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Better nursing working environment means better outcomes for surgery patients

Better nursing working environment means better outcomes for surgery patients, by Angie Boss RN
Daniel Ernst/

While it sounds logical, a recent study published Jan. 20 in JAMA Surgery reported that hospitals with the better nursing departments had fewer patients die after a surgical complication.

What makes a good hospital nursing environment? The two criteria used by the study included a magnet designation and one nurse for every hospital bed.

In summary, the study included about 25,000 geriatric general surgery Medicare patients in Illinois, Texas, and New York, who were treated at hospitals designated as having good nursing environments and another 62,000 similar patients treated at hospitals which did not have good nursing environments as defined by the criteria above. There was a one percent difference between the hospitals. In the “good nursing environment” hospitals, 4.8% of patients died within 30 days of arriving at the hospital, while 5.8% of patients died at the other hospitals. The least healthy patients were the least likely to die at the hospitals with good nursing environments, with nearly a 3% drop in the death rate.

Pick a hospital, any hospital

In a recent Reuters article about the study, lead author Jeffrey Silber, MD, said, “This study is for the person, referring doctor, or health policy analyst asking, ‘Would I be better off at this hospital or that hospital?’”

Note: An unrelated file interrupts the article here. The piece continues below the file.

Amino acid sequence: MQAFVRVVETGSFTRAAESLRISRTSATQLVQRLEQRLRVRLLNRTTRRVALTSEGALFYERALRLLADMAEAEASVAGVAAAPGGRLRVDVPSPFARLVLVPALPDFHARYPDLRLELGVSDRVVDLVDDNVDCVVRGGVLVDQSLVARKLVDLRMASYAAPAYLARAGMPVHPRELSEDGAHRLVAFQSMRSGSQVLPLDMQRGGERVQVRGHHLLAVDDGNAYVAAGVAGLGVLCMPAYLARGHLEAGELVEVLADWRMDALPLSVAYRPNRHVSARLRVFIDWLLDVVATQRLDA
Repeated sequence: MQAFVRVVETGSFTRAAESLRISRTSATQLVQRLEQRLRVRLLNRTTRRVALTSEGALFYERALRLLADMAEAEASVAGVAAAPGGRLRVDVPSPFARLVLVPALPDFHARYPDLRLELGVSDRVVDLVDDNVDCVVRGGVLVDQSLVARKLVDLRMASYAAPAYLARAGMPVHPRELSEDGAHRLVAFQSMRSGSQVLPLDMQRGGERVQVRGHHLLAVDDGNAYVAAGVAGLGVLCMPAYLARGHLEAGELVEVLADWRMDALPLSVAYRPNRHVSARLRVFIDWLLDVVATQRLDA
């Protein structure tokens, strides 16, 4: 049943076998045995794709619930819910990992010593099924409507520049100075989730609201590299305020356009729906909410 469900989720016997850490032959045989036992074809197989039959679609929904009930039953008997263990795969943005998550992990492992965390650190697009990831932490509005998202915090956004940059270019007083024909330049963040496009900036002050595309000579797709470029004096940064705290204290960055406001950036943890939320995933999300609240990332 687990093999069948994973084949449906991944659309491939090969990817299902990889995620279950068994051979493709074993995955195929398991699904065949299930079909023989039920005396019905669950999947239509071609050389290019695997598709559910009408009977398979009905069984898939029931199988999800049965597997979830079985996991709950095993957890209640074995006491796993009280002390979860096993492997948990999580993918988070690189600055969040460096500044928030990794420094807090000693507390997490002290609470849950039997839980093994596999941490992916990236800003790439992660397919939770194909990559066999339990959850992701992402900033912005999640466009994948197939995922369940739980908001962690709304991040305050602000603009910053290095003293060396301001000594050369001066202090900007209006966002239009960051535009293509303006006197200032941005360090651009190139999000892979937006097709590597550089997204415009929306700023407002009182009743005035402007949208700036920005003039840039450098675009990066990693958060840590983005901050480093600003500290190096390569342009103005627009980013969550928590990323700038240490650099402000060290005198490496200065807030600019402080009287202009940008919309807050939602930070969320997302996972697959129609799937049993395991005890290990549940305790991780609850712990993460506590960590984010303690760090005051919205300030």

But what does this higher level of care actually cost?

One of the more surprising facets of the study was that the hospitals with better nursing care weren’t costing patients more money. “A surprising finding was that better nurse staffing throughout the hospital does not have to be more costly,” stated Professor Linda Aiken, director of the Center for Health Outcomes and Policy Research at the Pennsylvania University’s school of Nursing. She added, “Indeed, we found that Magnet hospitals achieved lower mortality at the same or lower costs by admitting 40% fewer patients to intensive care units and shortening length of hospital stay.”

No Surprises

Ask any nurse who has worked an understaffed floor, and he or she will tell you that their patients aren’t receiving the best possible care. Other studies have backed up anecdotal reports and this new study as well.

  • Researchers looking at mortality rates in England indicated that a higher ratio of nurses per hospital bed has been linked to a lower risk of death following emergency general surgery.
  • US researchers found that more nurses was one of the five key factors that help overcome the “weekend effect” in hospitals, when patients are more likely to die or experience negative outcomes.
  • Hospitals with higher nurse staffing are less likely to be penalized for excessive readmission rates by the Centers for Medicare & Medicaid Services (CMS) than similar hospitals with lower nurse staffing ratios. In fact, each additional nurse hour per patient day is associated with 10 percent lower odds of receiving penalties under the Hospital Readmissions Reduction Program.

What’s in it for me?

For the nurses looking at where to spend their careers, they may find higher job satisfaction and better patient outcomes working at a hospital that is committed to supporting a strong nursing staff.

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About Angie Best-Boss RN

Angie Best-Boss, ASN, BA, MDiv is a psychiatric nurse and freelance writer from the Indianapolis, Indiana area. Angie has three daughters and can usually be found with her nose in a book, crafting or, in warm weather, geocaching.